Waiting for the Barbarians Book Report | Teen Ink

Waiting for the Barbarians Book Report

September 3, 2021
By selinazzheng BRONZE, Charlottetown, Prince Edward Island
selinazzheng BRONZE, Charlottetown, Prince Edward Island
3 articles 3 photos 0 comments

Waiting for the Barbarians is a novel written by a South African writer, J. M. Coetzee, first published in 1980. The story is narrated in the first person by the title character, an unnamed magistrate, of a residential area that lies on the territorial frontier of The Empire, a civilized kingdom. The book exhibits a perennial conflict between The Empire and the Barbarians–the indigenous people that live around the same area–and reveals a thought-provoking viewpoint to its readers: whether a balance between the two races or, in other words, justice and law is needed.

As the leading character of the story, the Magistrate plays a significant role in maintaining the order of the small city. However, his tranquil life seems to be disturbed unexpectedly by The Empire’s declaration of the state of emergency toward the Barbarians. After witnessing the Barbarians being captured, tortured, murdered, and prisoned by the Third Bureau, the special forces of The Empire, the Magistrate is vexed with the crisis. He slowly realizes that there are no innocent parties under government oppression. The superficial appearance of the Empire awakens the Magistrate, and that the life he realizes previously enjoyed was wrong. The torture he has witnessed alarms and strikes him, leading him to think whether he really enjoys the life built on the pain of others or not and whether his conscience will agree with this injustice. 

The Magistrate attempts to find a balance between the two groups of people yet fails eventually. With a longing to return to his peaceful life, he questions the Third Bureau’s doings, yet at the same time, develops an intimate relationship with a Barbarian girl. Even though the Magistrate does not intend to seek pleasure from the intimacy with the girl, his behaviour leads him to an awkward situation, where he keeps vacillating between the Empire and the Barbarians. During hesitation, he transforms from a prestigious man into an outspoken opponent against the Empire. The Magistrate understands that no certain balance can be found between the two extremes, the evil and the innocent, on his journey to a balanced life. Like a weighing-scale, he has put all his efforts in persuading the two groups to earn a wave of peace for the city, but for his personal needs.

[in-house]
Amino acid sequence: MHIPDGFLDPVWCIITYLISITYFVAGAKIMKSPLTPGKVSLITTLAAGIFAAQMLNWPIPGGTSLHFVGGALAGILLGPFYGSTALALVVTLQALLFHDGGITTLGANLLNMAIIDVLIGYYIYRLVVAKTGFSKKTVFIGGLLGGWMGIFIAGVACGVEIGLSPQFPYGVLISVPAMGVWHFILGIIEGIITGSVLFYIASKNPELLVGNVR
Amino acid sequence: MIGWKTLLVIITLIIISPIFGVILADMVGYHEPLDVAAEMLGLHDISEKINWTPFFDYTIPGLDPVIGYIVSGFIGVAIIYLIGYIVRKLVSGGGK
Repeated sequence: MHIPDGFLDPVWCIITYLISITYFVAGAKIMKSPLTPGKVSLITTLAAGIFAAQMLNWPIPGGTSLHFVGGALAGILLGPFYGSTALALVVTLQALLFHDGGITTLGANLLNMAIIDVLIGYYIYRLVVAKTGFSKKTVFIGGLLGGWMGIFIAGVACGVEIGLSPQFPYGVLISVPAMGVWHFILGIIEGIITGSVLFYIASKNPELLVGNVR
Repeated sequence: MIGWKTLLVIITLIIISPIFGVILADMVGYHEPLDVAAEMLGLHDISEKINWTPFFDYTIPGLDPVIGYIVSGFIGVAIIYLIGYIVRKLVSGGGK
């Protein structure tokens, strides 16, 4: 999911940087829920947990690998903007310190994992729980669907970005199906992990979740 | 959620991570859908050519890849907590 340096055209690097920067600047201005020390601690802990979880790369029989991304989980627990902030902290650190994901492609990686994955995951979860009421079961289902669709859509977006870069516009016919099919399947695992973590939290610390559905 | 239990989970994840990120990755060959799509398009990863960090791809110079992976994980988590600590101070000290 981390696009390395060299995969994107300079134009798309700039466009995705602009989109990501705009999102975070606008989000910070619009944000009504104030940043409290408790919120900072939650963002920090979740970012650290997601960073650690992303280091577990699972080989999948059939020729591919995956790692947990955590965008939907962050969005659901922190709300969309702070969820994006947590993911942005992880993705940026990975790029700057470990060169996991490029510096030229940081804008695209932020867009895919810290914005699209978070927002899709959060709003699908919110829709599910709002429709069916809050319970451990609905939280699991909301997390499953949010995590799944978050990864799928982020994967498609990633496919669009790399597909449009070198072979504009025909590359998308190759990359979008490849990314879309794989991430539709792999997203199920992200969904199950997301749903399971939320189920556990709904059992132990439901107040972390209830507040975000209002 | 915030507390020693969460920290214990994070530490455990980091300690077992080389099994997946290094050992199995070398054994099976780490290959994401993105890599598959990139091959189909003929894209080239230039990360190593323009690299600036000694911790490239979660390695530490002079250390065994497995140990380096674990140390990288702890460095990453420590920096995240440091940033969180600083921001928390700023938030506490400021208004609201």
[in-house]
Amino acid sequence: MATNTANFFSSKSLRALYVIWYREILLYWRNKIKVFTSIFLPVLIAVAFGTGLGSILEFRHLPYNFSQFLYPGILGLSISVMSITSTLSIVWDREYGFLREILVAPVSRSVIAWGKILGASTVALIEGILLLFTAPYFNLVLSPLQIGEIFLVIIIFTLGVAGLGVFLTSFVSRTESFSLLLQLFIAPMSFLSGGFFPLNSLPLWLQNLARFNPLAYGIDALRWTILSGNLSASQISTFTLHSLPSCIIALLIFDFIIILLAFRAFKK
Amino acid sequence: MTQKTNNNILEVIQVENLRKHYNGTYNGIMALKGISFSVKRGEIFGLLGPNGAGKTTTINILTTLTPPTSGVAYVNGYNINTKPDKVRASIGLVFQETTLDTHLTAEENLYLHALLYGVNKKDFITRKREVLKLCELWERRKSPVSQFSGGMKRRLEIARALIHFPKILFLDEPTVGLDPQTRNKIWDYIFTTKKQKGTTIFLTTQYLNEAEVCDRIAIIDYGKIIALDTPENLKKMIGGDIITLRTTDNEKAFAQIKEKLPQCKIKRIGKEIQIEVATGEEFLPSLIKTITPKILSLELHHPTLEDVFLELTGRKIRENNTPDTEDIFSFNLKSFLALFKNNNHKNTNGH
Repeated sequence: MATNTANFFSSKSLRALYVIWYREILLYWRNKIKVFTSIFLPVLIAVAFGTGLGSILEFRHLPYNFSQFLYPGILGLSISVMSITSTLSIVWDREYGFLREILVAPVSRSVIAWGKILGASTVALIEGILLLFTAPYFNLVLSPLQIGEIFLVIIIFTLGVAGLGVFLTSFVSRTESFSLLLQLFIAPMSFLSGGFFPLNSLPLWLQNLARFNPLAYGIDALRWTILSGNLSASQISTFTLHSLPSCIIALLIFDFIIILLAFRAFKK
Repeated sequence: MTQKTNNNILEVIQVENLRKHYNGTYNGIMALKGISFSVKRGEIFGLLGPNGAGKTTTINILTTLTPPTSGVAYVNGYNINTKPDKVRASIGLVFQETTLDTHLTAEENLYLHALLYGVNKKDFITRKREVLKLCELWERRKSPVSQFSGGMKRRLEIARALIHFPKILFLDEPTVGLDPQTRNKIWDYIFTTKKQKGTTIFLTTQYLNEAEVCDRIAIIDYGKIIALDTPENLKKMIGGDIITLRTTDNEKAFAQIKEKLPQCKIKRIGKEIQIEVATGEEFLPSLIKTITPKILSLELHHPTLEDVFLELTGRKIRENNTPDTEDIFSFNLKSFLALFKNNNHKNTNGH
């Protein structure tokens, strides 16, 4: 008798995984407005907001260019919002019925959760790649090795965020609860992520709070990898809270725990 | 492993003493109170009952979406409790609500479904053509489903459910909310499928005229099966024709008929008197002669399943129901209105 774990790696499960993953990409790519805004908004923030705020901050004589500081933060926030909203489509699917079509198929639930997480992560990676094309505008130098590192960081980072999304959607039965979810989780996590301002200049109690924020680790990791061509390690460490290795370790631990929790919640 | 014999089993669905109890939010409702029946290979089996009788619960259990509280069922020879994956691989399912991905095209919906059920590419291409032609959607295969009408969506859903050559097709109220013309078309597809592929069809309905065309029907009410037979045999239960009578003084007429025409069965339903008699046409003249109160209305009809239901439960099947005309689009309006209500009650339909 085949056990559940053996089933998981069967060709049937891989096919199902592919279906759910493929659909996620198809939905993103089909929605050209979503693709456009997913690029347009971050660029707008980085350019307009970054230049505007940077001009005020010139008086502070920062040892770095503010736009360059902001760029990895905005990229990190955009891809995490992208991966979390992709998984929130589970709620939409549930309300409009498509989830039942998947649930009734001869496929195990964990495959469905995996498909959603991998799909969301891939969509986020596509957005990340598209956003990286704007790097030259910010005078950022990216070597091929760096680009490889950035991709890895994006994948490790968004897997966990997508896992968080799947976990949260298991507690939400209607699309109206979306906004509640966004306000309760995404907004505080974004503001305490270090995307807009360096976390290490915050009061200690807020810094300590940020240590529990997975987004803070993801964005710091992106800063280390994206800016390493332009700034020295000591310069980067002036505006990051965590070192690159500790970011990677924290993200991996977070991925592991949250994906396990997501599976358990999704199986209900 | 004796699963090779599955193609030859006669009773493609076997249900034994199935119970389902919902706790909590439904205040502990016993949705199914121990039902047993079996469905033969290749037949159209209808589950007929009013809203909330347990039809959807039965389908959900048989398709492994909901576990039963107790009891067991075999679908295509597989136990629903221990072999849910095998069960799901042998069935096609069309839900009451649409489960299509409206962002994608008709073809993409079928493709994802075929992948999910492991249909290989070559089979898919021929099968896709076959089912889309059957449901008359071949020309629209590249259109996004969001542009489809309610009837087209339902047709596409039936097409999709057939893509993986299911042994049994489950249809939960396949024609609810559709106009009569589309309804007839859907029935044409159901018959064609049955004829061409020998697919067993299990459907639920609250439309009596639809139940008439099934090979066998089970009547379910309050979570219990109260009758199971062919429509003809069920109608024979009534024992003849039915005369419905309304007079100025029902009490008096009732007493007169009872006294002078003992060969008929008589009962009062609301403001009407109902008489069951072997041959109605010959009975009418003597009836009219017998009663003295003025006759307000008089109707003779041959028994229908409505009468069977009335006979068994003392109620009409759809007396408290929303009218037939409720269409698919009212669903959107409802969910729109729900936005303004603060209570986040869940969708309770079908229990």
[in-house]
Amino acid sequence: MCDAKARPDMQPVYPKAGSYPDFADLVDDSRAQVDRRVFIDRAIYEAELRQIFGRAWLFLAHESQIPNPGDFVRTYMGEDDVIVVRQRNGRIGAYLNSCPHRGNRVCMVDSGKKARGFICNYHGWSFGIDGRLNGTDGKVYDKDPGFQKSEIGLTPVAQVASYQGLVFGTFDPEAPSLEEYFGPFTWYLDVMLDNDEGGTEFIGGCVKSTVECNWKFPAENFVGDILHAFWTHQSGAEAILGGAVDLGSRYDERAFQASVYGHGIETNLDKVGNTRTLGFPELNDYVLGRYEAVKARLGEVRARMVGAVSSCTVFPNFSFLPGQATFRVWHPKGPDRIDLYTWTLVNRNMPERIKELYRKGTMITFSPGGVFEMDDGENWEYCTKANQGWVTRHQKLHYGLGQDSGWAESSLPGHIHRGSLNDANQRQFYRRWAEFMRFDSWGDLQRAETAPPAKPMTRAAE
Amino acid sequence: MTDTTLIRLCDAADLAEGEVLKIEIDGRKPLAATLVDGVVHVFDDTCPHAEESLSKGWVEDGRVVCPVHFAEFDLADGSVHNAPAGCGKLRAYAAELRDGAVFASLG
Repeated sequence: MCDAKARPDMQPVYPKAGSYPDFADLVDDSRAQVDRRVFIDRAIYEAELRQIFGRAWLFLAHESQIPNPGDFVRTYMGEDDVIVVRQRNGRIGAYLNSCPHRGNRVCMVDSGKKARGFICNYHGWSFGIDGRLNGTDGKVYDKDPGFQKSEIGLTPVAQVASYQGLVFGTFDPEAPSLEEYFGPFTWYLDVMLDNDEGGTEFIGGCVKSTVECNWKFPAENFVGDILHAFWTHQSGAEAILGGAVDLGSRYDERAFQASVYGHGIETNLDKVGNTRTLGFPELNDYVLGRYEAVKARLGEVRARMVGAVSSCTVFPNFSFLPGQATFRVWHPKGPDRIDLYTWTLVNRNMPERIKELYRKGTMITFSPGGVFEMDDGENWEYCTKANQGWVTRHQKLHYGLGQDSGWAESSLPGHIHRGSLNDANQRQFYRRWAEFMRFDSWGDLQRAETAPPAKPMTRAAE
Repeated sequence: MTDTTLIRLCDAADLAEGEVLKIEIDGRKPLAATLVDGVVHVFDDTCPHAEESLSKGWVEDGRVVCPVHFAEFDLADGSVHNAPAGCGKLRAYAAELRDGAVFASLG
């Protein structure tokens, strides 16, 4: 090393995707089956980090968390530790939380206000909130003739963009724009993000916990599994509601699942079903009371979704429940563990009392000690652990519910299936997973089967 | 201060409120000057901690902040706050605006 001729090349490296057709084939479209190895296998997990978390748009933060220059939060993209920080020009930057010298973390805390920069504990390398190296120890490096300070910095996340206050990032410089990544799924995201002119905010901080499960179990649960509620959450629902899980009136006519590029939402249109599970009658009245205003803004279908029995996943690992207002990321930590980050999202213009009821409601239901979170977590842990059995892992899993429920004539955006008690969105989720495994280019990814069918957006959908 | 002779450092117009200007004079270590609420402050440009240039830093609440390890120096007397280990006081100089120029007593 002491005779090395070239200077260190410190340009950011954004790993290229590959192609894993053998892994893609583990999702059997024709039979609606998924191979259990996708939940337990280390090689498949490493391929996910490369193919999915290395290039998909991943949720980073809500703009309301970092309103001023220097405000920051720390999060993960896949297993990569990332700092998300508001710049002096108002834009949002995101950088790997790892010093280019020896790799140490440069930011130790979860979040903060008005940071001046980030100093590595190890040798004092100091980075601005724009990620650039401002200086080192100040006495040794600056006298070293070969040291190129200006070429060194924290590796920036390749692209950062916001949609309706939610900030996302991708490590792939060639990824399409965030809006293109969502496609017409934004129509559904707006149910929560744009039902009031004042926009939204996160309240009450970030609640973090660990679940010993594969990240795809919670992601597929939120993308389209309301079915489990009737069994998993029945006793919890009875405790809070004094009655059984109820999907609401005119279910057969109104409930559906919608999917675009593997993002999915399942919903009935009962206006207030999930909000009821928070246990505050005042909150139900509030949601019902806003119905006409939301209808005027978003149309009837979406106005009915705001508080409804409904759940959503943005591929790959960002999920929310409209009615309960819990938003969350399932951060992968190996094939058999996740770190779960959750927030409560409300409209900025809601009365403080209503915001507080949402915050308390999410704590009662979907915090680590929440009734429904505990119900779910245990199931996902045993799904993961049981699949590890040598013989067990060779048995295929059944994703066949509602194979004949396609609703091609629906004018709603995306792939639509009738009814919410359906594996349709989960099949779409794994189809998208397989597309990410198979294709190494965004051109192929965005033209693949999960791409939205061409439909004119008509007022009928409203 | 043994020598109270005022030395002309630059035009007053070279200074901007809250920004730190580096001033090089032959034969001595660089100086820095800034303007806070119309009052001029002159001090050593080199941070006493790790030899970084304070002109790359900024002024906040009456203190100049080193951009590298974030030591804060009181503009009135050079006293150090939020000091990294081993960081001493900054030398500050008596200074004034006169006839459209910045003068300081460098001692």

One heart-quaking moment is when Colonel Joll, the leader of the Third Bureau, writes the word “Enemy” onto each Barbarian’s back with charcoal and then beats them till their backs are washed clean (74). Standing from the Magistrate’s perspective, either side seems unfamiliar. The language is written onto their backs, and the language that is forced to be erased appears different. Although “Enemy” is the only word written on the Barbarians’ backs through their torture, the deeper meaning behind this behaviour still provokes the reader to contemplate with the Magistrate --- as if the Third Bureau is engraving the word “Enemy” and their culture into the Barbarians, then removing the Barbarians’ original culture from them. At this moment, the Magistrate is the spectator who stands by through the whole process. He doesn’t belong to any side, or perhaps, he is the “balance” himself: the balance of justice and law. 

The Magistrate starts to notice that when those people abuse their power, neglect justice, and enjoy torture, they become the Real Enemy. When he later questions Colonel Joll about all the nonsense and troubles the Colonel brought, he says that the pitiable prisoners the Colonel brought in are not the enemy he must fear; in fact, the Colonel is the enemy (80). Once again, we see balance here. The Magistrate is questioning the law and defending justice. 

Throughout the Magistrate’s entire journey of seeking the balance between justice and law, we can recognize his hesitation. He wants to be the Only Just Man; he misses his peaceful life yet is not resigned to obey the injustice. The idea of going back emerges in him but disappears when he sees torture. I believe he has finally solved the issue by following the justice in his heart. The Third Bureau ultimately leaves the city due to winter’s arrival, and the Magistrate returns to the original agreeable life, yet as a changed man. 


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